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No more E.T bashing, there are games that are really garbage, ET is not one


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#76 zzip OFFLINE  

zzip

    Stargunner

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Posted Wed Aug 9, 2017 10:08 AM

Good points. All I know is that in my little world kids were still enthusiastic about video games in 1984-85. The video game press of the time made a marked turn towards computer game coverage, indicating that appetite for video games hadn't changed -- just the platform. Consider the success of the Commodore 64 around the same time.


Yes but the videogame press itself died out around 1985. I remember Electronic Games magazine tried to change to "Computer Entertainment" magazine. That lasted 3 months. (They switched my subscription over to their sister publication "Video" which covered VCRs and video releases, which had only about a half page of videogame coverage every month) so covering computer games wasn't enough to save them. The other publications had a similar fate.

 

I should also point out regional variability as well. I think it took a while for video games to catch on where I lived up in the boonies of Northern Alberta, Canada. I don't even remember seeing a commercial for a video game until 1982. By 1984, when I got my 2600, demand was such that popular titles like Ms. Pac-Man were still selling for $40, which was a hefty sum in 1984 dollars. I think the bust caught up with us in '85 though because by that time games were getting harder to find. That could also be due to hardly any games being produced -- blowback from the U.S. based crash.


That makes sense. It was a much less globalized world and you couldn't just download that hot new app "Pacman". You had to encounter it in the wild to catch "Pacman Fever".

1985 was definitely the low point as I recall. By then most of the new arcades folded, the magazines had folded, games were harder and harder to find in most stores, with Toys R Us being the exception. It was also the point where games were considered the most "nerdy" as you mentioned in your other post.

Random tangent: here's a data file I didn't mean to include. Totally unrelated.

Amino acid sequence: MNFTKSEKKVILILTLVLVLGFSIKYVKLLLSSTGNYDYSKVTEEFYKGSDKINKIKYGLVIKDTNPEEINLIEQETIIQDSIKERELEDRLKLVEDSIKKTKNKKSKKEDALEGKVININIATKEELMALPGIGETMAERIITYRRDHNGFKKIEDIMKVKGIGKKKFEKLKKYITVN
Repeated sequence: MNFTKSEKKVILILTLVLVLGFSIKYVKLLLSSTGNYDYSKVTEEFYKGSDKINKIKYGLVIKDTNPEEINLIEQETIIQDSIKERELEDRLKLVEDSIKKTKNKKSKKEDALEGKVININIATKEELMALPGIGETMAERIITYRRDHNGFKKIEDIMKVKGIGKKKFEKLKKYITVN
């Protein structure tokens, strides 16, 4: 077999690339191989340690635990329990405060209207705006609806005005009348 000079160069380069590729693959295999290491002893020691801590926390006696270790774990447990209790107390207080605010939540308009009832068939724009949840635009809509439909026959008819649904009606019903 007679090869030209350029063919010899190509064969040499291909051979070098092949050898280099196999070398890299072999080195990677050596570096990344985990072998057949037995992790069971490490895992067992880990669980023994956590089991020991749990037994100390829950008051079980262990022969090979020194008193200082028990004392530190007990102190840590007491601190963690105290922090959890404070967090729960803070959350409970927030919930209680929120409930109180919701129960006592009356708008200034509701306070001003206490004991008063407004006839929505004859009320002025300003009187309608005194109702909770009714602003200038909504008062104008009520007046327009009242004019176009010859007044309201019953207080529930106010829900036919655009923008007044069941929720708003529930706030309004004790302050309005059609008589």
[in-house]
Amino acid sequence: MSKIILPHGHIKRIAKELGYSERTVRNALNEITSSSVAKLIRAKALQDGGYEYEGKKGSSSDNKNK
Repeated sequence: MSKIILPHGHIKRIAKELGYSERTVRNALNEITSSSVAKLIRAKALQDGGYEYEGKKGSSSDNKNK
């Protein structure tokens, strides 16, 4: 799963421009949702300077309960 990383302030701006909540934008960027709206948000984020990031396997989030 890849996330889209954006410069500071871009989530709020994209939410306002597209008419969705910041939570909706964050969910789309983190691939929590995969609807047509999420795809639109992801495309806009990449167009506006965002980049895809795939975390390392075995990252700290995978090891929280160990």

Edited by zzip, Wed Aug 9, 2017 10:09 AM.


#77 zzip OFFLINE  

zzip

    Stargunner

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Posted Wed Aug 9, 2017 10:13 AM

How would you know you're supposed to bring a golden cup back the yellow castle in Adventure?


Great point. I would say Adventure was more abstract and at least as confusing to pick up as ET, yet that's a classic.

#78 redsteakraw OFFLINE  

redsteakraw

    Space Invader

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Posted Wed Aug 9, 2017 6:06 PM

 

I've never understood this quote.

 

Damn near EVERY game released on the Atari had "hard to decipher" graphics, unobvious gameplay mechanics, and tons of game select variations that can be further altered with the difficulty switches.

The idea that "most people" never read the manuals just seems unbelievable to me.

...

 

People read these manuals back in the day. They had to have.

 While you may not know what each variation or special item does you can get an idea and be able to play enough to at least have fun.  That is all a kid really would want or expect.  With E.T. you won't even have fun without reading through all of it's convoluted mechanics.  Take surround, Enduro, Defender, Bezerk, barn storming, keyston kapers and river raid.  You can pick them up and have fun without having to read anything.  The atari joystick ony has one button so it was rather easy to find things out through trial and error, that is except E.T.  Most kids don't read or if they do it is usually after some frustration.  Most people kids don't need to read the manuals.



#79 AtariWarlord OFFLINE  

AtariWarlord

    Chopper Commander

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Posted Wed Aug 9, 2017 6:12 PM

 While you may not know what each variation or special item does you can get an idea and be able to play enough to at least have fun.  That is all a kid really would want or expect.  With E.T. you won't even have fun without reading through all of it's convoluted mechanics.  Take surround, Enduro, Defender, Bezerk, barn storming, keyston kapers and river raid.  You can pick them up and have fun without having to read anything.  The atari joystick ony has one button so it was rather easy to find things out through trial and error, that is except E.T.  Most kids don't read or if they do it is usually after some frustration.  Most people kids don't need to read the manuals.

I must have been weird then -- reading the manuals was all part of the fun for me. Activision manuals in particular were a lot of fun to read -- lots of humor and there were even tips from the programmer. I'm an aspiring technical writer and I find Atari's manuals were, in particular, excellent examples of technical instruction. 



#80 zzip OFFLINE  

zzip

    Stargunner

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Posted Thu Aug 10, 2017 7:33 AM

I must have been weird then -- reading the manuals was all part of the fun for me. Activision manuals in particular were a lot of fun to read -- lots of humor and there were even tips from the programmer. I'm an aspiring technical writer and I find Atari's manuals were, in particular, excellent examples of technical instruction.


My friends and I always read the manuals too. It was part of the experience. And generally they were shortish and easy and fun to read.

#81 Tempest ONLINE  

Tempest

    Monochrome Martinet

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Posted Thu Aug 10, 2017 7:55 AM

Sometimes the manual really adds a lot of depth to the game.  For example the manual for Tutankham adds descriptions and stories for all the treasures and enemies which makes them really cool.  Otherwise they're just random blobs.






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